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insurance claim filed against us

Discussion in 'Commercial Snow Removal' started by cutntrim, Jun 12, 2001.

  1. cutntrim

    cutntrim PlowSite.com - Veteran
    Messages: 248

    Today when we picked up our mail we got a nasty surprise. Here it is the middle of June and we get a letter from an insurance adjuster saying that a guy slipped and fell on some ice at one of our accounts in January. He's filed an insurance claim due to undisclosed (to us) injury suffered from the fall. Since the restaurant he fell at has us listed as their snow contractor the claim is against us. The letter advised us to "let your liability insurer know, if you have one".

    Obviously we have one, but I don't relish the thought of having to use them. Have any of you had a claim filed against you? Or know of someone who has? What's the usual order of events for something like this? My partner checked our log and we did no salting anywhere on the date in question. We'll have to check our books (in one of the trucks) to see if we did any plowing. If we did neither then I don't know what the hell he slipped on.

    If any of you have been unfortunate enough to have experienced this then please let me know what I might expect. I know most of you guys are in the States so obviously there are differences in the way the system works. If any fellow canadian guys also have some insight about this stuff let me hear it.

    Thanks guys,

  2. Mick

    Mick PlowSite.com Veteran
    from Maine
    Messages: 5,546

    Dave - try searching the subject "lawsuit". There are a couple of posts listed with the word "lawsuit" specifically in the subject that look like they are very similar to your situation. The first was by CMerLand and then the last post listed. From reading briefly, it boils down to documentation. Did you have a contract? Did it have any provision for liability?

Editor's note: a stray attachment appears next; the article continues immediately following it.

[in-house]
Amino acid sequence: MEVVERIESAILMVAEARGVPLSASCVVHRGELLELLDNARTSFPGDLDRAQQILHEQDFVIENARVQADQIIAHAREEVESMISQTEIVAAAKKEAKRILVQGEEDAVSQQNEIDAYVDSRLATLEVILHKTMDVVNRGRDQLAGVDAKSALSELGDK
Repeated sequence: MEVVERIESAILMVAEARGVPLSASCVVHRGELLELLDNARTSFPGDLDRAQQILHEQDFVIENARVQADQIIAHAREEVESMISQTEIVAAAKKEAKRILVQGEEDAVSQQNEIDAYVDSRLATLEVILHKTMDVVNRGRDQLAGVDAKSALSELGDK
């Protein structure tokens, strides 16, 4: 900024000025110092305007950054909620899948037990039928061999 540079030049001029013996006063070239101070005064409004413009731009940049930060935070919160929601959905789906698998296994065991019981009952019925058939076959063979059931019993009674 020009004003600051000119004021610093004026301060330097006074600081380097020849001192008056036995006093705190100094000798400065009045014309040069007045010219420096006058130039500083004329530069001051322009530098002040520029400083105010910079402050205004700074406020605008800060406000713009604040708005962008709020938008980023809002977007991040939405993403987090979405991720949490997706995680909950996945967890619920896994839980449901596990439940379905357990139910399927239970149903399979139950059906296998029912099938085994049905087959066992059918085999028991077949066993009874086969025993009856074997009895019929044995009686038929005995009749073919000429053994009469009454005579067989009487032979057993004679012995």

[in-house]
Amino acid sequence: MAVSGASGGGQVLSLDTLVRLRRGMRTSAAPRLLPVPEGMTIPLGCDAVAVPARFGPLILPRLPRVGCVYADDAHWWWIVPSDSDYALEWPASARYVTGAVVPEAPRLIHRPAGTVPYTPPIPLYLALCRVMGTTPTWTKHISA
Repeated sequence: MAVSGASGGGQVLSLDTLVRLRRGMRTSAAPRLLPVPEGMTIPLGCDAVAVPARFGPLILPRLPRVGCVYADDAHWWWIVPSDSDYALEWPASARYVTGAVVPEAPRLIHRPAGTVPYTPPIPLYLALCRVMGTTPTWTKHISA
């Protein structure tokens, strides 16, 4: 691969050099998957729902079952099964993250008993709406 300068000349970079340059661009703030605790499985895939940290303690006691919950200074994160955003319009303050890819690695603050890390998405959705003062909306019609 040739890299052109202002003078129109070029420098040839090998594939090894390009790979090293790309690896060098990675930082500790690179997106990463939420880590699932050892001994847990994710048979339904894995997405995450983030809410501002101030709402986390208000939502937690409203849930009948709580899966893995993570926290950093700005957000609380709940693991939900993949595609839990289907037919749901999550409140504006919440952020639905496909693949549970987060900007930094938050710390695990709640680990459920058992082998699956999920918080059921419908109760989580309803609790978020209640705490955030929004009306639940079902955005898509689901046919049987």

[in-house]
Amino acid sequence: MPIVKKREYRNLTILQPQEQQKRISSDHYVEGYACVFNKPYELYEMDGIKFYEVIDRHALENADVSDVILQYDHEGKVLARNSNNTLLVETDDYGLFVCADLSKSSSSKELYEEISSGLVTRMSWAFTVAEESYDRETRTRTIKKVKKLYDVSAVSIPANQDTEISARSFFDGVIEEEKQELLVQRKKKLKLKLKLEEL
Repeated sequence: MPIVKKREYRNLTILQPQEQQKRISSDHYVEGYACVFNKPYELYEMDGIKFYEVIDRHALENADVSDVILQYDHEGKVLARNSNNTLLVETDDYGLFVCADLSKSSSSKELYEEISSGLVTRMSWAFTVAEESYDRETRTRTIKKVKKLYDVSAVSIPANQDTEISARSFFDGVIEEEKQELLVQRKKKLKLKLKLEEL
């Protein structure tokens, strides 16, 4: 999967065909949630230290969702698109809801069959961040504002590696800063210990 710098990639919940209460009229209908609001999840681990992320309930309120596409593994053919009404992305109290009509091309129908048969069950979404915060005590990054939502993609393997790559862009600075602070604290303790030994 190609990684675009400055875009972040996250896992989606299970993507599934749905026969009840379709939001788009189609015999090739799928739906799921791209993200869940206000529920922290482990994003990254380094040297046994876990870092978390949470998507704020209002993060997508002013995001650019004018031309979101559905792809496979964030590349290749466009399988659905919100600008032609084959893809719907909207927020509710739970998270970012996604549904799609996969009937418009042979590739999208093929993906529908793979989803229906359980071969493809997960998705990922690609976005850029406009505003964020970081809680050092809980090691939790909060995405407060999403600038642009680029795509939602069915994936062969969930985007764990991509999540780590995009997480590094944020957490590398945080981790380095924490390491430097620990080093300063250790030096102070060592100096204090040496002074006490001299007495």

3. Alan

    Alan PlowSite.com Addict
    Messages: 1,393

    This exact scenario was discussed at SIMA/Denver. Sleazeball runs to a lawyer instead of talking to the building owner/tenant. Lawyer sits on it for several months and then whacks a lawsuit on ya. With no immediate notification of an injury you have no opportunity to get pictures of actual site conditions or talk to any possible witnesses.
  4. Mike Nelson

    Mike Nelson Senior Member
    Messages: 637

    Alan's exactly right only it is Mr.Sleazeball.

    That is why most of us belong to SIMA so we can write contracts that protect us from this B.S.

    We had one delivered 2 years later,even know we keep excellent records sometimes it is cheaper for the insurance company to settle.Now nothing makes me madder than this.

    Good Luck
  5. Winterworks

    Winterworks PlowSite.com Veteran
    Messages: 97

    Sorry to hear about that Dave, but thats part of the business we are in. I would definately advise your insurance company, thats why you have it. Do you log books list any conditions or service for properties nearby on the date in question. Or the dates prior? Gather as much evidence as to the weather, area conditions etc. as you can, even from recollection. Your insurance company can assist you. Good luck, Pat
  6. Deere John

    Deere John Senior Member
    Messages: 410

    Hi Dave - sorry to hear. My wife owns a discovery and transcription business, and slip and falls are probably 15% of the volume that comes through the office. On the positive side, be glad you are not a municipality. Our roads forman in town here is the most 'discovered' person in the lawsuit community - he is in the office at least once a week and has his own coffee cup there.

    As mentioned above, documentation is key. The intent and interpretation of the original contract will be studied in detail, as well as the records of the sevice performed in general through the course of the winter, and ofcourse, specifically on the date in question.

    Gather up all your info from your truck(s) and sort and file them. Gather the driver's logs and initial thoughts of your drivers. Call the weather people for a rundown of the weather before, during and after - that may trigger your memory too.